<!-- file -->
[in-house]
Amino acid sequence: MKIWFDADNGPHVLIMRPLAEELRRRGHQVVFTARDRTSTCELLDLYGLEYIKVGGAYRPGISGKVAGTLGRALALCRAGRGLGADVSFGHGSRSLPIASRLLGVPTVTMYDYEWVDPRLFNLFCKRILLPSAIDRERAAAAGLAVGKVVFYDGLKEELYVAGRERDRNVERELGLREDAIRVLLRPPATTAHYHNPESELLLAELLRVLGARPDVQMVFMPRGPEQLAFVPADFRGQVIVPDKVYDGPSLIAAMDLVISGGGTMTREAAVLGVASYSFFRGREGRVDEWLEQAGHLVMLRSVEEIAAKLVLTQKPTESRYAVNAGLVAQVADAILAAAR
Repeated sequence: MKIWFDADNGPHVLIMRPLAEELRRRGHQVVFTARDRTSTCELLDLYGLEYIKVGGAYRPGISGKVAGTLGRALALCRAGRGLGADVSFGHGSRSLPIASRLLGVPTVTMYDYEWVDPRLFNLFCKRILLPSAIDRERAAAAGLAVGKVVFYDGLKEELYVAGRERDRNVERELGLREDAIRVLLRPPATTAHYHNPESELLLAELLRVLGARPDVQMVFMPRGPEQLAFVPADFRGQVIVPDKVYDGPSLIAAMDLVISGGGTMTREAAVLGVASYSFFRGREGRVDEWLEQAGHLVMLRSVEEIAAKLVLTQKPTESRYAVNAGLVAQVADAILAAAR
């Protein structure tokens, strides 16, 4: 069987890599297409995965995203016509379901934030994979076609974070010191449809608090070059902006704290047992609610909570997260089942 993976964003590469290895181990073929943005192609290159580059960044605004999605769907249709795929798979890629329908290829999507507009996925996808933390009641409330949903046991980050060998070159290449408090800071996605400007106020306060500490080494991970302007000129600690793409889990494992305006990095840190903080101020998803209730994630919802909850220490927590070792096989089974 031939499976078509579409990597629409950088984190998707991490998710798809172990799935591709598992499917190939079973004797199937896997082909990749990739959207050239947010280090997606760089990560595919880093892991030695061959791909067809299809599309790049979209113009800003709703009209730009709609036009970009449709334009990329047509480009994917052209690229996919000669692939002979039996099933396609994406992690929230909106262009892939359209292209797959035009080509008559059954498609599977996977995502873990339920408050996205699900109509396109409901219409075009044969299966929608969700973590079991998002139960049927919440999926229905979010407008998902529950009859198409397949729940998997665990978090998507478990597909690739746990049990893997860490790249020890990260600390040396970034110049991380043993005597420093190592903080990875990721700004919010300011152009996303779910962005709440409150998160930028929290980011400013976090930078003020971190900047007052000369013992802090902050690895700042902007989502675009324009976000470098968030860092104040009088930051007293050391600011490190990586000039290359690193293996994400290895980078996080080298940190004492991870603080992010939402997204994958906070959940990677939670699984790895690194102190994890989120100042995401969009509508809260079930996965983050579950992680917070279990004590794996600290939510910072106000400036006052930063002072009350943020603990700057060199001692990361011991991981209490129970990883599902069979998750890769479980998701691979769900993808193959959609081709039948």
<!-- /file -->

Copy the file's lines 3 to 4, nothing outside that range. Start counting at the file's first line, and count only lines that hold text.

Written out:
Repeated sequence: MKIWFDADNGPHVLIMRPLAEELRRRGHQVVFTARDRTSTCELLDLYGLEYIKVGGAYRPGISGKVAGTLGRALALCRAGRGLGADVSFGHGSRSLPIASRLLGVPTVTMYDYEWVDPRLFNLFCKRILLPSAIDRERAAAAGLAVGKVVFYDGLKEELYVAGRERDRNVERELGLREDAIRVLLRPPATTAHYHNPESELLLAELLRVLGARPDVQMVFMPRGPEQLAFVPADFRGQVIVPDKVYDGPSLIAAMDLVISGGGTMTREAAVLGVASYSFFRGREGRVDEWLEQAGHLVMLRSVEEIAAKLVLTQKPTESRYAVNAGLVAQVADAILAAAR
């Protein structure tokens, strides 16, 4: 069987890599297409995965995203016509379901934030994979076609974070010191449809608090070059902006704290047992609610909570997260089942 993976964003590469290895181990073929943005192609290159580059960044605004999605769907249709795929798979890629329908290829999507507009996925996808933390009641409330949903046991980050060998070159290449408090800071996605400007106020306060500490080494991970302007000129600690793409889990494992305006990095840190903080101020998803209730994630919802909850220490927590070792096989089974 031939499976078509579409990597629409950088984190998707991490998710798809172990799935591709598992499917190939079973004797199937896997082909990749990739959207050239947010280090997606760089990560595919880093892991030695061959791909067809299809599309790049979209113009800003709703009209730009709609036009970009449709334009990329047509480009994917052209690229996919000669692939002979039996099933396609994406992690929230909106262009892939359209292209797959035009080509008559059954498609599977996977995502873990339920408050996205699900109509396109409901219409075009044969299966929608969700973590079991998002139960049927919440999926229905979010407008998902529950009859198409397949729940998997665990978090998507478990597909690739746990049990893997860490790249020890990260600390040396970034110049991380043993005597420093190592903080990875990721700004919010300011152009996303779910962005709440409150998160930028929290980011400013976090930078003020971190900047007052000369013992802090902050690895700042902007989502675009324009976000470098968030860092104040009088930051007293050391600011490190990586000039290359690193293996994400290895980078996080080298940190004492991870603080992010939402997204994958906070959940990677939670699984790895690194102190994890989120100042995401969009509508809260079930996965983050579950992680917070279990004590794996600290939510910072106000400036006052930063002072009350943020603990700057060199001692990361011991991981209490129970990883599902069979998750890769479980998701691979769900993808193959959609081709039948």